There are eight planets in our solar system, and have been officially ever since Pluto was reclassified as a dwarf planet in 2006. But what if there was a ninth planet, billions of miles past Neptune?

Earlier this year, researchers from CalTech announced that they had found signs of the planet, which is referred to a “Planet 9,” through modeling and computer simulations. If a ninth planet were out there, it would be a big one— ten times the mass of Earth— and very, very far away, completing just one orbit around the sun as slowly as perhaps every 10,000 to 20,000 years.

Related: Scientists may have just found a ninth planet and it's massive

Now, scientists from Lund University in Sweden have used computer simulations to propose a new theory about how Planet 9— if it exists— came to be a member of the solar system. They propose that it was stolen by our sun from another star about 4.5 billion years ago.

“What we were arguing was that you could create this [Planet 9] around another star, and then the sun could capture it, in a close encounter,” Alexander Mustill, a researcher in the department of astronomy and theoretical physics at Lund University, explained in a video about the theory.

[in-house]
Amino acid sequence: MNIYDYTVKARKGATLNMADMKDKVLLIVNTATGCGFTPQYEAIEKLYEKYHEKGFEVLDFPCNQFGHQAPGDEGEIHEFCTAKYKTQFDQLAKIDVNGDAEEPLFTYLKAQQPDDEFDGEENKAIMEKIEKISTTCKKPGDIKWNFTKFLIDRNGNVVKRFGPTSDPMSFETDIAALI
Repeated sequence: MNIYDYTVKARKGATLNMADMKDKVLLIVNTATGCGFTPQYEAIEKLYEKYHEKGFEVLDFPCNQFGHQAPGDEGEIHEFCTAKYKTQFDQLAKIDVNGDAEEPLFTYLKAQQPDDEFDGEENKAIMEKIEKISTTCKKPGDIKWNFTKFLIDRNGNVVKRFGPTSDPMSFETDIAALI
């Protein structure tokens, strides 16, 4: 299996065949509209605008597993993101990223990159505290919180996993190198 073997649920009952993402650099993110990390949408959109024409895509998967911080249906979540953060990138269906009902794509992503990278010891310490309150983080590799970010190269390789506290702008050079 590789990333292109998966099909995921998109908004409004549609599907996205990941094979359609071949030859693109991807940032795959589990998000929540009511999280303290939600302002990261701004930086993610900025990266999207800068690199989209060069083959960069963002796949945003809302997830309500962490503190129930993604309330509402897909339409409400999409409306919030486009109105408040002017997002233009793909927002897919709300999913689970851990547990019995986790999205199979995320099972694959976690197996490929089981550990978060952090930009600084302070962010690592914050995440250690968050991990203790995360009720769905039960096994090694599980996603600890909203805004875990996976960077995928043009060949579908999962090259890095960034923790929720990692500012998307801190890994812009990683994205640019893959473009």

Related: NASA identifies 1,284 new exoplanets, most ever announced at once

“We argue that this is how you could put this planet on a wide orbit around the sun,” he added. “You first create it around another star, and then the sun captures it.”

The researchers argue that this would make this planet an exoplanet, which is the term scientists use to describe planets in other star systems beyond our own. Just last month, NASA announced that they had added over 1,200 new exoplanets to the official roster, all of them discoveries from the Kepler spacecraft that had been validated through a new statistical method.

Related: Planet discovery fuels interest in mythical world of deep space

“It’s very exciting to this that there might be an extrasolar planet in our own solar system,” Mustill said.

The study proposing the new theory about Planet 9 was published online in the Monthly Notices of the Royal Astronomical Society in April.